I said in post #1 that there were some things about this list that surprised me when I was creating it...and this is the biggest. The surprise in this case is that this is the only Topps flagship that made the Top 20! It is also the only vintage set to make the list. For the NBA, vintage is 1985-86 and older. (Although I must admit if I went past #20, both #21 and 22 would both have been vintage sets). This is also the only set on the list older than I am.
#16: 1975-76 Topps
Why I like it: This was the first set that was truly done right, the only thing missing to make it perfect is the lack of coach cards.
Set size/Completion: 330 cards, and I have it completed!
As I mentioned above, this is the only Topps flagship that made my Top 20, and that is the biggest surprise to me of all. The Topps flagship set was the only game around when it came to basketball for more than a decade. Issued in 1957-58, and then no NBA cards at all until 1969-70, when Topps came back. They were again the only game in town until 1981-82, when they walked away from the NBA, not to return until 1992-93. They would stay until the NBA yanked their license during the 2009-10 season.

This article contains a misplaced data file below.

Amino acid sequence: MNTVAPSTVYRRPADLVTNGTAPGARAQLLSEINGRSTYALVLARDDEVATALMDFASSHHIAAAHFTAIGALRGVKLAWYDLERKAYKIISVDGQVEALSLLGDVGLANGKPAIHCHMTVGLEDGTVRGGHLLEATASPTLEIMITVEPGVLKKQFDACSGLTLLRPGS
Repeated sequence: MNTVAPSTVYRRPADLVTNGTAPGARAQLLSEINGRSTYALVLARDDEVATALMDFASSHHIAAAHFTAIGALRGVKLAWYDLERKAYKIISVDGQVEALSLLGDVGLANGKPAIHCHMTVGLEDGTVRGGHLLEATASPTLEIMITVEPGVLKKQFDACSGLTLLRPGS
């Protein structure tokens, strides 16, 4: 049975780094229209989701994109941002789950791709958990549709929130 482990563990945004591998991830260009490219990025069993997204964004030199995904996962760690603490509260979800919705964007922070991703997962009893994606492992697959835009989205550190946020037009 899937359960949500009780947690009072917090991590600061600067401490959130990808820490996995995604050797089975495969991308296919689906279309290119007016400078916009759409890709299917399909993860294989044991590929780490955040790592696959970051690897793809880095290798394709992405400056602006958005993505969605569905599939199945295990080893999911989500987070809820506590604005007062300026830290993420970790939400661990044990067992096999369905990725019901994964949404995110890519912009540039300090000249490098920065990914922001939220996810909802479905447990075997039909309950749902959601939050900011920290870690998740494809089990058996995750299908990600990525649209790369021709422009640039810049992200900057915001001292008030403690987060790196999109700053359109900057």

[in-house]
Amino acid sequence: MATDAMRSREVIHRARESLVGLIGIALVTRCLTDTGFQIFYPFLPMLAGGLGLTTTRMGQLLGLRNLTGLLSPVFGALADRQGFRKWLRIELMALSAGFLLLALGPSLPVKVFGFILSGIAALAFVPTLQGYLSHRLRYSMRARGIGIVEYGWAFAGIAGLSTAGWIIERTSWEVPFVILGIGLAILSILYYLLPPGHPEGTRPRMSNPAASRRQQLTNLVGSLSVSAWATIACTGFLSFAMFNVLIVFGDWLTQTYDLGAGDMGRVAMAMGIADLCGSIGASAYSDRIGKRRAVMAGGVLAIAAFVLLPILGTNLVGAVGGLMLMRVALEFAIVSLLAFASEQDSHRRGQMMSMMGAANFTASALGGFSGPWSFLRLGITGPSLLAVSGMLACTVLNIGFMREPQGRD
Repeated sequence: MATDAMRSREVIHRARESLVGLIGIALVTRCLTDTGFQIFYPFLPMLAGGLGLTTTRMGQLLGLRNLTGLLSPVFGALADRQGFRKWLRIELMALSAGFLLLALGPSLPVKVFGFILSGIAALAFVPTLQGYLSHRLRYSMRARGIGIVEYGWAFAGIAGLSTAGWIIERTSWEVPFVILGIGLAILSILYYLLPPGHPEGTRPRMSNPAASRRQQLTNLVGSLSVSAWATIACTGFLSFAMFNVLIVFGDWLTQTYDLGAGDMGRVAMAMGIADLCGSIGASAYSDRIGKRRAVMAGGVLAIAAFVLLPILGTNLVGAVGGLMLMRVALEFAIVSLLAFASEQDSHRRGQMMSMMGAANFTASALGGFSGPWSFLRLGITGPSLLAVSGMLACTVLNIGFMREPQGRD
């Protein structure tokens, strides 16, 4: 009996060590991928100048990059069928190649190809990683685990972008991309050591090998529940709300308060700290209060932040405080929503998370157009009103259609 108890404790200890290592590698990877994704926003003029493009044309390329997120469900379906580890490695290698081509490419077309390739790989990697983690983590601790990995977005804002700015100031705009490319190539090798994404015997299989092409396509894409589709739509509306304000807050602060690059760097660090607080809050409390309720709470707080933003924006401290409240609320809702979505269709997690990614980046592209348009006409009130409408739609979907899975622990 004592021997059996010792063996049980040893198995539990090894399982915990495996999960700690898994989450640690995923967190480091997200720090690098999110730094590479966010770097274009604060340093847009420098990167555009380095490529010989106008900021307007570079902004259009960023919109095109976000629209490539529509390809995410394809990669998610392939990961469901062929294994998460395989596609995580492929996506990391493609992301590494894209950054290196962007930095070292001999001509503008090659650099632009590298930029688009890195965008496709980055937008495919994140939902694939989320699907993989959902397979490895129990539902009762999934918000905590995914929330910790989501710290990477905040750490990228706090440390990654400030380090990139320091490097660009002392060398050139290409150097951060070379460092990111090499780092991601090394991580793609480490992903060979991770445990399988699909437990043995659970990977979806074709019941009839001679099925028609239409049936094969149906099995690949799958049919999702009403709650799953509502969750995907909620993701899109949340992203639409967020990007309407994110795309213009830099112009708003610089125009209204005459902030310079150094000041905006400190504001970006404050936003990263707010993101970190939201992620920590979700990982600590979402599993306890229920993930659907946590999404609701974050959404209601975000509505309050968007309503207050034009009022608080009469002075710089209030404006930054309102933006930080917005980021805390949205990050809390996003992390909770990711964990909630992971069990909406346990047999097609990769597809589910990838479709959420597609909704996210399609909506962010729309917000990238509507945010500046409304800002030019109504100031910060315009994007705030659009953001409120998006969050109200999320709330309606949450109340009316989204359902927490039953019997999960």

This was, by far, Topps' best effort of the 1970s. The set went to 330 cards which is the second largest Topps flagship set ever, tied with the aforementioned 2009-10. Only 1992-93, 1993-94 and 1994-95 were larger, at 396 cards each. This set also included more action photos than any other Topps set before it, and there were no cards that had the team names edited out. Although there are still a large number of posed photos, there are more action shots in 1975-76 than there were in all the Topps base sets that came before it- combined! This was also the last year of the ABA's existence.
The one drawback of this set is the card numbers. They can be nearly impossible to read. Printed in dark blue on a dark green box, at a small size no less, they can be tough. Take a look at this one:
The set was the second to feature team cards. For the first time ever- and the only time in Topps history- teams got two cards. One had the team's yearly leaders, one was a checklist.
Most were staged photos....
Unfortunately there are some players who Topps never bothered to give even a single card to, and their only appearance on cardboard is on the team cards.
Topps would not issue team cards again until 1981-82, which I would consider set #21 in this 20 set countdown.
Most of the ABA players were staged photos- (and as you can see, not all cards were cut properly)
I completed the set on November 30th, 2002. A comic store we visited bought a collection and took in the entire set of 1975-76 and a handful of other vintage cards. It was the only time that shop ever had any basketball cards.
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